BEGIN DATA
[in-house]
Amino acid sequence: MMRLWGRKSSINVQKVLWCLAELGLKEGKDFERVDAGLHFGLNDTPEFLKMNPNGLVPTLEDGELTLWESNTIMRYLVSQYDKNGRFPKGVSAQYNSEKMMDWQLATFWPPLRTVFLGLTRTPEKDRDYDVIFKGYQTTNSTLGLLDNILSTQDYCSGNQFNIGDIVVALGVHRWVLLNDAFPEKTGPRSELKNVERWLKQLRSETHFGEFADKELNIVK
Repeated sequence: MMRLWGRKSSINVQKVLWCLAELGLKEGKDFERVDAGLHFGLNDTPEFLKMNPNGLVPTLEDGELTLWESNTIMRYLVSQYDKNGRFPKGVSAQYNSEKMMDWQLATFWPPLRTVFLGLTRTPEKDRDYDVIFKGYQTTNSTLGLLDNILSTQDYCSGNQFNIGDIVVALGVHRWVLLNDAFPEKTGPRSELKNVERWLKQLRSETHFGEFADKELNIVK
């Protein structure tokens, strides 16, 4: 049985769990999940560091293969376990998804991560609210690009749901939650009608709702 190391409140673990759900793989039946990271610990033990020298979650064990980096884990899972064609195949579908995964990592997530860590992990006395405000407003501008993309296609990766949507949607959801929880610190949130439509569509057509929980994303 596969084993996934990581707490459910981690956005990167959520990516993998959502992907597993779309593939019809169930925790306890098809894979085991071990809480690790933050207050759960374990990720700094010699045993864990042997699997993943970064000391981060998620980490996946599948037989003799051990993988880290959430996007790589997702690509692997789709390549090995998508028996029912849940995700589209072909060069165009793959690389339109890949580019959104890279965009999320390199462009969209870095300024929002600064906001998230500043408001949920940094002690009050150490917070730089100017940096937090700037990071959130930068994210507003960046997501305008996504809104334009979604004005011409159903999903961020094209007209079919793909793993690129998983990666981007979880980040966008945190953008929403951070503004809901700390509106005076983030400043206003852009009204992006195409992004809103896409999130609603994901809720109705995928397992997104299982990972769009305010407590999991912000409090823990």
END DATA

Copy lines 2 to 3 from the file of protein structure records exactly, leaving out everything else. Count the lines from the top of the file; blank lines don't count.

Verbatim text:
Amino acid sequence: MMRLWGRKSSINVQKVLWCLAELGLKEGKDFERVDAGLHFGLNDTPEFLKMNPNGLVPTLEDGELTLWESNTIMRYLVSQYDKNGRFPKGVSAQYNSEKMMDWQLATFWPPLRTVFLGLTRTPEKDRDYDVIFKGYQTTNSTLGLLDNILSTQDYCSGNQFNIGDIVVALGVHRWVLLNDAFPEKTGPRSELKNVERWLKQLRSETHFGEFADKELNIVK
Repeated sequence: MMRLWGRKSSINVQKVLWCLAELGLKEGKDFERVDAGLHFGLNDTPEFLKMNPNGLVPTLEDGELTLWESNTIMRYLVSQYDKNGRFPKGVSAQYNSEKMMDWQLATFWPPLRTVFLGLTRTPEKDRDYDVIFKGYQTTNSTLGLLDNILSTQDYCSGNQFNIGDIVVALGVHRWVLLNDAFPEKTGPRSELKNVERWLKQLRSETHFGEFADKELNIVK